Is there a certain message or emotion you want to convey with the “Horizons” EP to the audience?
The songs in “Horizons” explore themes of delusions of grandeur that can spiral into paranoia. We’re pretty nerdy guys, so you may hear some nerdy references in the lyrics. But overall, we wanted to create an unfiltered metal record. Although each member listens to different styles of music, we all have a love for metal and especially classic metal. So we wanted to create something that sounds new while paying homage to our influences.
What effects do you use on your electric guitar? How do you choose them?
My favorite guitar effect is a good spring reverb. Although I have pedals, they are mostly drive, reverb, or delay pedals. I have a couple of funky effects that I might use to create some Instagram content. But, I really shy away from other effects and instead try to create effects with my hands. For example, I may use my whammy bar or left hand to emulate the wobbly effect of a chorus pedal.
Personally, when I choose pedals, I go for ones that have the least amount of knobs. Although I appreciate the level of control that some pedals have, I get overwhelmed with the options and worry I might kick a weird setting on a dark stage. But, I believe it’s all a personal choice. Some people love playing with all the knobs and adjusting every parameter. That is totally cool too! I just prefer simplicity.
For many years, I used to play totally pedal-less. I just plugged straight into an amp with a good drive channel and a spring reverb tank, and I was happy with that!
Having years of experience as a musician, how do you personally set goals for the continuous development of your guitar skills?
Honestly, for many years I felt that I was stuck and stagnant with my guitar skills. But in the back of my mind, I was not satisfied and wished I was advancing more. By advancing, I don’t mean turning into a shredder. I felt like I was doing the same things over and over and wished I could see the guitar differently. For me, breaking my hand was a turning point. When the possibility came that I could never play guitar or advance in guitar due to an injury, my perspective changed. Now I feel like I have a good mentality for practice and trying new things. When you practice, it’s not about just repeating the same thing over and over. You need to learn how to practice smart and make sure you are evolving as you go. I think I advanced more dramatically in the months after my injury than the years before it. I like to set short-term goals like learning a new song or working on a particular technique. Over time, the short-term goals add up. It’s cliché, but it’s true.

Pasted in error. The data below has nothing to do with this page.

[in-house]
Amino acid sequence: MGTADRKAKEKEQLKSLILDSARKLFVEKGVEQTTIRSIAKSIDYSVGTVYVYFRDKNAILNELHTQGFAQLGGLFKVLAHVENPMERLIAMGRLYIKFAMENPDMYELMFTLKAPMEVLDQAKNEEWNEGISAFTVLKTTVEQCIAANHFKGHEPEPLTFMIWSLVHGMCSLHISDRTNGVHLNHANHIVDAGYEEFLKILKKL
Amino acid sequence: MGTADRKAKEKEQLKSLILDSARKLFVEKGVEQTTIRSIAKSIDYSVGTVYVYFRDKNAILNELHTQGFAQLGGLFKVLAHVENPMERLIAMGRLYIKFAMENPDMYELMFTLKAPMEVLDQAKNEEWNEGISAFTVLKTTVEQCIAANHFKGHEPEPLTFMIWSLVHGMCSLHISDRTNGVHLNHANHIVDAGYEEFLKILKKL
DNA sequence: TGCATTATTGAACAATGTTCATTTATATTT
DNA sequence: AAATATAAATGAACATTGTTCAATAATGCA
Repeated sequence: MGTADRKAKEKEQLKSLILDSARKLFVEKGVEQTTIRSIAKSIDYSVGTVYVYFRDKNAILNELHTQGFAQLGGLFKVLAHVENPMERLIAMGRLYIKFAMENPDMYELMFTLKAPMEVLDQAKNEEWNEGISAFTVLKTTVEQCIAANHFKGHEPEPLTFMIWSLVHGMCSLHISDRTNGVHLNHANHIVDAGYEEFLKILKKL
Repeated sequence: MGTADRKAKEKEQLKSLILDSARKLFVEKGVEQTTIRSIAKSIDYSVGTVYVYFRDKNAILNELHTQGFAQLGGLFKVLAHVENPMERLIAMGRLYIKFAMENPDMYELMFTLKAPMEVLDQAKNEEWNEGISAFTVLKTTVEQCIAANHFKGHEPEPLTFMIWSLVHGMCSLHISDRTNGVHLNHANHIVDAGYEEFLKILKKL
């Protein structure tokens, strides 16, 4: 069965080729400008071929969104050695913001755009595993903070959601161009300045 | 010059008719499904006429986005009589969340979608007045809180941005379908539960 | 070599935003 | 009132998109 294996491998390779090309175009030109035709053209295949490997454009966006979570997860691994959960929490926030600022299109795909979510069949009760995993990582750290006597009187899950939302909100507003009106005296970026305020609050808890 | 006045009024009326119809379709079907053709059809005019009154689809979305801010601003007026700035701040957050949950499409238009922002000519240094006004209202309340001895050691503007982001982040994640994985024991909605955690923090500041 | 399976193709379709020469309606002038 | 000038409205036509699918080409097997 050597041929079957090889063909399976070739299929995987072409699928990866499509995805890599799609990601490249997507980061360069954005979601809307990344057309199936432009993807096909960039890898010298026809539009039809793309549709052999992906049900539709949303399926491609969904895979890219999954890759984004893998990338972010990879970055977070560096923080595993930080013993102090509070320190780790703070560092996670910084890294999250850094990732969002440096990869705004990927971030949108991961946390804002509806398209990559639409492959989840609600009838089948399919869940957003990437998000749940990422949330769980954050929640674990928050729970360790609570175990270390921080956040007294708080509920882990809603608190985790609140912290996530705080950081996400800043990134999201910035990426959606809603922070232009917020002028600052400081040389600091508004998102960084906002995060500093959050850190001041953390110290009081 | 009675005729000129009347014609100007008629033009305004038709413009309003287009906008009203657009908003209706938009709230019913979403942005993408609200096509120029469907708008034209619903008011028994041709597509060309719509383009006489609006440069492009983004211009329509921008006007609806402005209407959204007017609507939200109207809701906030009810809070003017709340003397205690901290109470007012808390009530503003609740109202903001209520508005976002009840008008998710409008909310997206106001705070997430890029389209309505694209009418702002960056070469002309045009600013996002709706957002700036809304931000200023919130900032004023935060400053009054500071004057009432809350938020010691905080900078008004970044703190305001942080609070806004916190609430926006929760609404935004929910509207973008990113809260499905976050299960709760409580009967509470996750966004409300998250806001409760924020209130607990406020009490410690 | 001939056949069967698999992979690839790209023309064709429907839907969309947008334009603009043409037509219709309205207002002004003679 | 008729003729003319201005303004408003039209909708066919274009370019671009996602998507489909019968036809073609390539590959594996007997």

I’m sure other musicians will say this, but listening to different kinds of music really helps with goal setting and expanding your sense of what’s possible. You don’t need to become a fan of every style of music but developing the skills to actively listen and try to understand the music that’s new to you really helps. Personally, I feel like I have so much more room to grow on the guitar. I live near the Berklee College of Music, so I feel like I’m surrounded by 10,000 guitarists who are better than me. Maybe they are 10,000 people I can learn something from.
What is your dream musical project?
Oh, this is a hard question! As a guitarist, I would love to jam with someone like Thundercat or perform with an innovative artist like Erykah Badu. As a metal guitarist, I would love to be a Nameless Ghoul in the band Ghost and perform in one of their huge arena performances.
Now that the Between Skies line up is complete and the band has a new drummer, Paul is looking forward to creating and recording new music. He recently joined the funk/smooth jazz band Midnight Motion. They are planning on recording a debut EP, so look forward to that.
Photo by Nicole Mari Photography
He also has a bunch of unfinished electro-acoustic instrumental tracks that could end up with a more electronic or maybe a more guitar-centric sound. He is planning to finish them as a solo project. You can find some clips on his Instagram now!
Follow Paul and his bands here: